Top critical review
13 people found this helpful
on July 30, 2002
It's unfortunate to see film maker Mark Malone who's previously shown real talent (Bulletproof Heart) descend to this level. There are more than a few problems plaguing this film, not the least of which are overly formulaic situations and characters.
There's the mob boss played by Daniel Benzali, a fine actor who is here wasted on a script that gives him very little to do other than spew out the tired cliches that all mob bosses do in films like this. There's the ex wife, played by Radha Mitchell, who comes back to her husband, who is, when all is said and done, in love with him after all. Not exactly what could be called original. There's the beleaguered hero, Pally, an ex-cop, played by Kiefer Sutherland, who, at 35, suffers from heart trouble but smokes and drinks anyway. Why? Because he's beleaguered, of course. That seems to be the only reason.
And there's the faithful sidekick, Pally's step-brother, played by Anthony LaPaglia, who offers the only fresh voice in the entire film because he's given the best lines--occasionally--some of which are very funny. But there's nowhere near enough of those funny lines to compensate for a very tired film. Dead tired.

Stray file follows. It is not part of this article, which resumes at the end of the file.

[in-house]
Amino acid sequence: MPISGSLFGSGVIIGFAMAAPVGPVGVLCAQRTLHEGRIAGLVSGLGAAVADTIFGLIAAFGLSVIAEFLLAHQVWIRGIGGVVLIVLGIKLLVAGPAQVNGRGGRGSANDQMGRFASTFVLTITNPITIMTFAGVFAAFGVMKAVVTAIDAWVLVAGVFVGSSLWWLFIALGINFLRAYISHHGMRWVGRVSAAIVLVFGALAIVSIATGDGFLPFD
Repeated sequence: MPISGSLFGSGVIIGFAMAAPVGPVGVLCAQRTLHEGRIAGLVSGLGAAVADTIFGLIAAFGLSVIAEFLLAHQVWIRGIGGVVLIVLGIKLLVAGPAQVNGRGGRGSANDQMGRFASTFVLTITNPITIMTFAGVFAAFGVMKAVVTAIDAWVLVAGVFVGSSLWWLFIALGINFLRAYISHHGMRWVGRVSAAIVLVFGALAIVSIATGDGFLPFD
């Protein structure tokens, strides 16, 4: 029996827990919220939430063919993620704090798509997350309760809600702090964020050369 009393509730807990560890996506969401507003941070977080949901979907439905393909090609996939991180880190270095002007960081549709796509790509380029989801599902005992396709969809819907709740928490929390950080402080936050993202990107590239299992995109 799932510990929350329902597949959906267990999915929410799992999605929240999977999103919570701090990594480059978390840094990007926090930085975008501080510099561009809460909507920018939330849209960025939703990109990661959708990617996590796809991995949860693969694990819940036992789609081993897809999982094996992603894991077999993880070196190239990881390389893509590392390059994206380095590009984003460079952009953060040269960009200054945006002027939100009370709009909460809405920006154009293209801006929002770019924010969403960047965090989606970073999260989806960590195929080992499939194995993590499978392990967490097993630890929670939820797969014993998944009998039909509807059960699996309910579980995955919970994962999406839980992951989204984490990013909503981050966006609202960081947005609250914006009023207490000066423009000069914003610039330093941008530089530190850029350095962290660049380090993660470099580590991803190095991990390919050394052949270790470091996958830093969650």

The title refers to a horse racing scheme that LaPaglia's character has dreamed up to net them some cash, but it could just as easily mean the lack of warmth, excitement, and interest that this film generates. There's also a jockey, Tony LaRoche, who has an accent that is completely unfathomable. French? Italian? Eastern European? No one knows. Does it matter? Not really.
Pally gets kicked off the force because he can't handle the pressures of a cop's life thanks to his bum ticker. He holds a gun to his head. But we know he's not gonna pull the trigger. The only reason we know that is because up to that point he's the only character who's been presented, so how could there be a movie without him in it?
Enter his step-brother with the racing scheme. Enter the ex-wife with their, you know, confused relationship. Like, maybe they're still in love and maybe they're not. Does it matter? Nope.
A good film to avoid.